There’s no doubt that automation and robotics have made a huge difference to the world of manufacturing. Robotics make the whole process more efficient, less prone to error and can be used around the clock with little supervision. New technology such as Autodesk PowerMill Robot is going to open up the possibility of using robotics to more and more manufacturers, both large and small.
This article will take a look at some of the many advantages of using robots in manufacturing and how things are likely to evolve in the future.
A brief history of robotics in manufacturing
Numerically controlled machines were first pioneered in the 1950s, with George Devol inventing the first industrial robot that could automatically move objects a distance of 12 feet. From these humble beginnings, the 1960s saw companies such as General Motors taking an interest in and developing robotics in their plants.
In 1969, researchers at Stanford University created the first 6-axis articulated, all-electric industrial robot, which paved the way for an expansion in manufacturing automation throughout the 1970s and 1980s. Gradually, assembly lines have transformed from being manned by predominantly human workers to robots and machines with fewer human operators.
The last decade has seen the beginnings of the 4th industrial revolution, which has led to advances in robotics, including more collaborative and integrated robotic assembly and machine vision that has led to the automation of tasks such as welding.
The benefits of using robots in manufacturing
The main advantages of using robots are:
- Long-term cost savings – initial high cost is recouped by reduced staffing costs and overheads.
- Increased production quality – robots are more likely to build within tolerance and less prone to assembly error than humans, especially with repetitive, menial tasks. Sensors can be built in to the robots to ensure that parameters such as torque tolerances are reached.
- More efficient production – 24-hour working, sometimes in unlit factories. Robots are also faster and more precise than human workers.
- Improved safety – activities such as welding or handling heavy or toxic materials can be carried out by machines rather than risking injury to people.
Autodesk PowerMill Robot – robotic programming and simulation
Autodesk PowerMill Robot makes it easy for manufacturing businesses to programme robots, plan and optimize robotic actions, and create virtual simulations of automated manufacturing processes. The software platform is flexible, user-friendly and affordable.
The main benefits of using Autodesk PowerMill Robot are that it helps to conceptualize automated processes, provides validation for mechanical designs and helps to avoid expensive errors and bottlenecks in the system. It also helps to lower the cost of making changes to the product, as the simulation will highlight design or production issues. The whole process is less time-consuming than a hands-on equivalent, as process sequencing and system validation are automated.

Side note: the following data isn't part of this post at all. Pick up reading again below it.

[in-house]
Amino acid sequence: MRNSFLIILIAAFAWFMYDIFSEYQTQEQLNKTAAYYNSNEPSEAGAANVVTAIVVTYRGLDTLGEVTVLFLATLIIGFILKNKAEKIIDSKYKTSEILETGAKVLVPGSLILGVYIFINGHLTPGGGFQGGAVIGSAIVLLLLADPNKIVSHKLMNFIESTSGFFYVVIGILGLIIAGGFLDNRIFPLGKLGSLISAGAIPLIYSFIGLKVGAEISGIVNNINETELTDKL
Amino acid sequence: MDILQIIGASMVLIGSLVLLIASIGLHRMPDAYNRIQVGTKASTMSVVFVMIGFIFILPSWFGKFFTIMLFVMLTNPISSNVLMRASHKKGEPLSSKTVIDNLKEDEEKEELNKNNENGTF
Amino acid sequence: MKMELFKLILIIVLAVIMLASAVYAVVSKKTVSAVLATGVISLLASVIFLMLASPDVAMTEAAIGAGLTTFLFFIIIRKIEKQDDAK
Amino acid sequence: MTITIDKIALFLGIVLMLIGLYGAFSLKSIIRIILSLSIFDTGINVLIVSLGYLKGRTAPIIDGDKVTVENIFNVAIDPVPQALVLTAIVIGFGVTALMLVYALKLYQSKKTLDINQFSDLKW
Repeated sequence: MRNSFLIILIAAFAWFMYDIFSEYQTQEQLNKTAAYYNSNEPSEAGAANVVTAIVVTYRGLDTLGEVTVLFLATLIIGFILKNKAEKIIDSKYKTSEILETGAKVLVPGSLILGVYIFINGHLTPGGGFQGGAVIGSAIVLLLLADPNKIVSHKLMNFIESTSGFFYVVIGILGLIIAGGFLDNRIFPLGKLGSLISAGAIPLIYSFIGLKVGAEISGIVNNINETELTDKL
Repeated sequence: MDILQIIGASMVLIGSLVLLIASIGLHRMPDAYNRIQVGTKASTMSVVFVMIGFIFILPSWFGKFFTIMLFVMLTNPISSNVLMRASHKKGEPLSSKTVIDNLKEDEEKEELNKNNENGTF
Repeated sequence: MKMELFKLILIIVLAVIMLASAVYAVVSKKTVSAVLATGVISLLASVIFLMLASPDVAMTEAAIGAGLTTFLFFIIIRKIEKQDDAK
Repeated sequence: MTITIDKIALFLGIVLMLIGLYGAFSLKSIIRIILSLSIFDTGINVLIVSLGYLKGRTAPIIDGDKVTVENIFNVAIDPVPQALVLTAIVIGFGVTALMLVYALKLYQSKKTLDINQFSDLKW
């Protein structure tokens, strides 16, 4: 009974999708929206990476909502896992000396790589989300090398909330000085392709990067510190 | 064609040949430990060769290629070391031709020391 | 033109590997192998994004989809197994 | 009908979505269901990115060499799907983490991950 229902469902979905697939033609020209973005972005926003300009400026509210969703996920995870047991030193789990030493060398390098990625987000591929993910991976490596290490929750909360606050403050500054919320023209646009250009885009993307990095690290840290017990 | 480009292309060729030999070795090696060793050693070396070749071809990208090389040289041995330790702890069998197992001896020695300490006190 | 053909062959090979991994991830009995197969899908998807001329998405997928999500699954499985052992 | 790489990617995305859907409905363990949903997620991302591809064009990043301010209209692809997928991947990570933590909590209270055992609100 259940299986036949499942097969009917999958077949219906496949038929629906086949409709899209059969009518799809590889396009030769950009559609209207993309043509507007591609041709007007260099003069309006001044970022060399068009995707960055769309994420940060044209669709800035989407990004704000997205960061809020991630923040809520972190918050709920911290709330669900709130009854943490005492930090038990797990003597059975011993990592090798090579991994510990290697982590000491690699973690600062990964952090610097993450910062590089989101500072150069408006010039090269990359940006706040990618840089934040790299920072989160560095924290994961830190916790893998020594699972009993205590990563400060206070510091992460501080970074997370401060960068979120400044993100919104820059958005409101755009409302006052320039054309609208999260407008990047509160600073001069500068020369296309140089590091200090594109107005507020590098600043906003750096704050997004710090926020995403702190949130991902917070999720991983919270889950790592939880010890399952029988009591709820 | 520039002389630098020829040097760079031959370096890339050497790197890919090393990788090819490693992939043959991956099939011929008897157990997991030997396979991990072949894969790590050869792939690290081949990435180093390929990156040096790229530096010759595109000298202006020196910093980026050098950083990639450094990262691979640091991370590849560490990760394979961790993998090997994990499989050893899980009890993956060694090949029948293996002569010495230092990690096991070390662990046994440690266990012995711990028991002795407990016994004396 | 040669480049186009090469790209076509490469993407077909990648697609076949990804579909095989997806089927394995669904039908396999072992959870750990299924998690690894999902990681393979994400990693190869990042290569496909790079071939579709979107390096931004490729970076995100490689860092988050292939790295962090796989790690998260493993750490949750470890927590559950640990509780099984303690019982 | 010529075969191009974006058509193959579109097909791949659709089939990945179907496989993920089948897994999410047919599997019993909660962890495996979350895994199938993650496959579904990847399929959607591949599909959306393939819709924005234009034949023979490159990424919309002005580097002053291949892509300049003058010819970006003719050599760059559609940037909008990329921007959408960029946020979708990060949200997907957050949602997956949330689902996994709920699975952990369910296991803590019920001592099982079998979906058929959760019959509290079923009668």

At the moment, PowerMill Robot is ideal for manufacturing processes such as machining resin or foam, shaping wood and stone, trimming, finishing, deburring, grinding, laser or plasma cutting, and laser cladding. It features the ability to program tool path links and simulate tool changing, making it ideal for multiple machining tasks. The output is automatically translated into the robot’s native coding language.
As well as sophisticated programming and simulation features, the Autodesk PowerMill Robot is also capable of analysis and reporting of data such as axis limits and range. This data makes it easier to optimize the performance of the machines and to adapt the system to make it more efficient.
Once programmed, configured and optimized, you can save your preferred robotic system and automatically export it for use. Autodesk’s fully integrated system covers everything you need in one place.
The future of robots in manufacturing
Increased integration and collaboration are likely to be the main areas of innovation over the next few years. Autodesk PowerMill Robot is already pushing things in that direction, with fully integrated programming, simulation and analysis features that link directly to the robotic system.
The Internet of Things (IoT) and Artificial Intelligence (AI) such as machine learning will probably feature heavily in manufacturing, too. As sophisticated sensors and guidance systems are developed, robots will be able to adapt and self-correct their behavior, again creating more efficiencies and savings in the process.